The plaintiff also does not dispute that, on December 21, 2009, Jelinek told the plaintiff that his behavior in group was creating an adversarial environment, and that his "threats of filing grievances and lawsuits against facilitators during core group sessions would be considered threats and intimidation." He does not dispute that he was "specifically advised . . . that he could write grievances and lawsuits, but that the threats of them during core group sessions would no longer be tolerated." (d/e 20, ¶ 29; d/e 23, ¶ 29).

A behavioral contract plan was drafted for the plaintiff to outline the conditions of his continued participation in group. The plan cited his "continued absences and ongoing use of tactics to disrupt group process and negatively impact his treatment progress." (d/e 23-2, p. 6). The contract cited "[o]ther problematic behaviors which contribute to an unhealthy and adversarial group environment and barriers to treatment include: 1) not being prepared for focuses; 2) threats and intimidation toward facilitators: i.e., Attack, Power and Control tactics, writing facilitator behaviors and words, etc.)." (d/e 23-2, p. 6). The plan required the plaintiff to stop his tardy and spotty attendance, to be prepared, and also stated:

3. I understand that further writing in journals during group about the facilitator's behavior and words creates a hostile and adversarial work/group environment, is considered threats and intimidation and will not be tolerated. Furthermore, I understand that continued threats of lawsuits and grievances against the facilitators are also considered threats and intimidation and will not be tolerated.

(d/e 23-2, p.7). The plaintiff refused to sign the contract and was accordingly removed from group therapy. He has not participated in group therapy since.


The plaintiff challenges the rules in group therapy prohibiting him from taking notes discussing grievances and lawsuits. He asserts that the rules violates his First Amendment right to petition for redress of grievances, to access to the courts, and to engage in free speech.

The plaintiff retains those First Amendment rights that are consistent with the administrators' legitimate concerns in running the Rushville Treatment and Detention Center, concerns such as security, order, and rehabilitation. See, e.g., Block v. Rutherford, 468 U.S. 576 (1984). There is no doubt that the plaintiff's rehabilitation is a legitimate interest. The question is whether the group rules were "reasonably related" to the plaintiff's rehabilitation. See Shaw v. Murphy, 532 U.S. 223, 229 (2001)(. . . Turner provides the test for evaluating prisoners' First Amendment challenges . . .).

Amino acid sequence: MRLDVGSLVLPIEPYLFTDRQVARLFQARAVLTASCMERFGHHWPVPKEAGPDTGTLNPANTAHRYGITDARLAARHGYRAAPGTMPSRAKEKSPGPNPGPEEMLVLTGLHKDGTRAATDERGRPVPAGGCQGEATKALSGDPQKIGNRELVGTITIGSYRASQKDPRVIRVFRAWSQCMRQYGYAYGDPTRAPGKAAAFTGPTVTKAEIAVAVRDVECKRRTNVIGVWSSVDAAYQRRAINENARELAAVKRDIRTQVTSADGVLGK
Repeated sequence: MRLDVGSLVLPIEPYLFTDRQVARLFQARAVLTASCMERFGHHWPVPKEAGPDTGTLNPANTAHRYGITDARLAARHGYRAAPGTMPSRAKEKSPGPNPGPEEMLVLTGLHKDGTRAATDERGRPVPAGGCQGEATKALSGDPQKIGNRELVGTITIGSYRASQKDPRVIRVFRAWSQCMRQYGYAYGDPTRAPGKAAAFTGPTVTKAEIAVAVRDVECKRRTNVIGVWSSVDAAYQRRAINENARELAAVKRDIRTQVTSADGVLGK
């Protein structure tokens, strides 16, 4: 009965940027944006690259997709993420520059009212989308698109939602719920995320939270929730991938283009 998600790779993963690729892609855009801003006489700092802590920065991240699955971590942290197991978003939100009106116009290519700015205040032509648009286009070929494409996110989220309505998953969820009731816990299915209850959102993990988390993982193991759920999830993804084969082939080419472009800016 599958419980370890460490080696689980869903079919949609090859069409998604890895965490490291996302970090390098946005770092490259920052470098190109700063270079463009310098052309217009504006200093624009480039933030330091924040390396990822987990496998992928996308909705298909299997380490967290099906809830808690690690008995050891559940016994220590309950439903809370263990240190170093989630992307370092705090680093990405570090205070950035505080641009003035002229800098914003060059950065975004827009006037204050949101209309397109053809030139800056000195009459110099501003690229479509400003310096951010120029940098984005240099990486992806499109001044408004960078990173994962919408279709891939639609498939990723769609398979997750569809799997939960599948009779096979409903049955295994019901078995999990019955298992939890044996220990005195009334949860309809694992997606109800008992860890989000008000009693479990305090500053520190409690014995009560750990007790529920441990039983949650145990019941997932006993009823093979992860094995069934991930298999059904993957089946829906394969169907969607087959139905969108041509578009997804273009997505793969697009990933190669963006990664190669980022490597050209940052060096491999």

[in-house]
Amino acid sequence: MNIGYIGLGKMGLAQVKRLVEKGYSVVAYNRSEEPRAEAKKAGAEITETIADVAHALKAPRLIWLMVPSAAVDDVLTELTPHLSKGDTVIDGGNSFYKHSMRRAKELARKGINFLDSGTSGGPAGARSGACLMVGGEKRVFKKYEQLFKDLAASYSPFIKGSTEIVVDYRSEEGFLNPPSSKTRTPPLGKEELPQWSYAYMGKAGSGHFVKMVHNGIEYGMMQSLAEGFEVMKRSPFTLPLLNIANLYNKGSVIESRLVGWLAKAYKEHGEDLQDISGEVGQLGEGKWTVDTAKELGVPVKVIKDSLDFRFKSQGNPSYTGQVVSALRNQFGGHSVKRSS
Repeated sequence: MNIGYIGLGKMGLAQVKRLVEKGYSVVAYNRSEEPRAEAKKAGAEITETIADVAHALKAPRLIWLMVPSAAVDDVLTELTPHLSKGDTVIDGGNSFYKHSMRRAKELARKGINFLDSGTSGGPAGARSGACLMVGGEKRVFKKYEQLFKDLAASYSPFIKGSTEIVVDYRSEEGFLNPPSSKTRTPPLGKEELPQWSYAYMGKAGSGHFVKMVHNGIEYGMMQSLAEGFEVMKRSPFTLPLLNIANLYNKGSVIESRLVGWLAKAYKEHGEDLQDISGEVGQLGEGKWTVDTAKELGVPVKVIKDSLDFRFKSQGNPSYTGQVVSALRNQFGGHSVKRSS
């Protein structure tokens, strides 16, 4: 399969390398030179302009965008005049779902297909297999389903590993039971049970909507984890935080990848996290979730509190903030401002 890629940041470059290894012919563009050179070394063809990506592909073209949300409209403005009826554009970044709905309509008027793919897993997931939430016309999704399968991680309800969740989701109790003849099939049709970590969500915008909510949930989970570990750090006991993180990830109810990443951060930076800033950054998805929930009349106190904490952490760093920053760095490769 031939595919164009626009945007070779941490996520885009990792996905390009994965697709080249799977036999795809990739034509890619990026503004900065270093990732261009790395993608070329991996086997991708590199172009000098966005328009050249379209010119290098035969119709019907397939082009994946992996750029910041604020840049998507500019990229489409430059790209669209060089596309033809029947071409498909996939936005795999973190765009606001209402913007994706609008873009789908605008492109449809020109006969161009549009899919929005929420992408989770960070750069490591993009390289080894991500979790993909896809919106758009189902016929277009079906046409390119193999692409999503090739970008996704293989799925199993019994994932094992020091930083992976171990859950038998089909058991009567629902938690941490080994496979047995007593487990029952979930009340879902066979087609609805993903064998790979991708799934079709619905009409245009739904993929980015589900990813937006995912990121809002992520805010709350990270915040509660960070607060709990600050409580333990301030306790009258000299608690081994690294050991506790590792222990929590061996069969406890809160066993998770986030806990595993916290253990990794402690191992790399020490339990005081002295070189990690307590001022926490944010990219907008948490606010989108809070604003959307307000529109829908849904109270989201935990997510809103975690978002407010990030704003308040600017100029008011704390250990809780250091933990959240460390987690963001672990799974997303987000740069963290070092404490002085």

In determining whether the restriction was reasonably related to the plaintiff's rehabilitation, "substantial deference" is afforded to the professionals on the front lines. See Beard v. Banks, 548 U.S. 521, 529 (2006); Youngberg v. Romeo, 457 U.S. 307, 320 (1982). The Supreme Court in Youngberg stated that decisions by "qualified professionals" on conditions of confinement were entitled to deference by the court, and that liability only attached if "the decision by the professional is such a substantial departure from accepted professional judgment, practice, or standards as to demonstrate that the person responsible actually did not base the decision on such a judgment." 457 U.S. at 322. Similarly, the Seventh Circuit has held that "the state must ensure that considered judgment has been exercised": detainees are entitled to "the exercise of professional judgment as to the needs of residents . . . ." West v. Schwebke, 333 F.3d 745 (7th Cir. 2003). The Turner factors are analyzed against the back drop of that substantial deference.

The court concludes that the defendants did not violate the plaintiff's First Amendment rights by prohibiting note-taking during the group therapy, restricting the topics of discussion during group therapy sessions, or prohibiting the plaintiff from threatening the defendants with lawsuits and grievances as a condition of continued group therapy. Those restrictions were rationally related to the government's legitimate interest in rehabilitating Rushville's residents. The defendants aver that taking notes "has been known to provide residents with masturbatory fantasy material" because sexual offenses are often discussed in group therapy. More relevant here, the defendants aver that allowing note-taking makes it difficult for the note taker to give his full attention to the therapy, and that the plaintiff's practice of writing down the facilitator's words and commenting as he took notes was "disruptive to the group, removed the focus of the time from the therapy . . . ." (d/e 20, ¶ 25).